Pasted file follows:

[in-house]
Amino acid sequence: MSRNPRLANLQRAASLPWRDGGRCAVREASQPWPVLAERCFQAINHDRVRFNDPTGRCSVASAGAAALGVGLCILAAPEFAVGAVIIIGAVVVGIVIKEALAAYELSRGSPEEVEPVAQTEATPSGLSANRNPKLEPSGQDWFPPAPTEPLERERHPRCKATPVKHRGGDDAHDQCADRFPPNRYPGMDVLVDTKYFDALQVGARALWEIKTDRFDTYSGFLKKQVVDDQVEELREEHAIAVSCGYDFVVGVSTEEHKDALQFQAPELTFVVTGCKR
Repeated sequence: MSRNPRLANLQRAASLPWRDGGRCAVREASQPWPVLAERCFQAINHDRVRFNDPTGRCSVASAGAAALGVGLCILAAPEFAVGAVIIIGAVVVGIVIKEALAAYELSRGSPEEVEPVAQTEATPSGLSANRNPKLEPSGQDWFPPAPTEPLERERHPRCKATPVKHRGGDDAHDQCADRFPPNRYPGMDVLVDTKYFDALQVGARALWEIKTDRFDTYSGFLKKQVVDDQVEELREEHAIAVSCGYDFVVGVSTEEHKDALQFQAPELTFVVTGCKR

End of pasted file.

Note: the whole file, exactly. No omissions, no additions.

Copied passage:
[in-house]
Amino acid sequence: MSRNPRLANLQRAASLPWRDGGRCAVREASQPWPVLAERCFQAINHDRVRFNDPTGRCSVASAGAAALGVGLCILAAPEFAVGAVIIIGAVVVGIVIKEALAAYELSRGSPEEVEPVAQTEATPSGLSANRNPKLEPSGQDWFPPAPTEPLERERHPRCKATPVKHRGGDDAHDQCADRFPPNRYPGMDVLVDTKYFDALQVGARALWEIKTDRFDTYSGFLKKQVVDDQVEELREEHAIAVSCGYDFVVGVSTEEHKDALQFQAPELTFVVTGCKR
Repeated sequence: MSRNPRLANLQRAASLPWRDGGRCAVREASQPWPVLAERCFQAINHDRVRFNDPTGRCSVASAGAAALGVGLCILAAPEFAVGAVIIIGAVVVGIVIKEALAAYELSRGSPEEVEPVAQTEATPSGLSANRNPKLEPSGQDWFPPAPTEPLERERHPRCKATPVKHRGGDDAHDQCADRFPPNRYPGMDVLVDTKYFDALQVGARALWEIKTDRFDTYSGFLKKQVVDDQVEELREEHAIAVSCGYDFVVGVSTEEHKDALQFQAPELTFVVTGCKR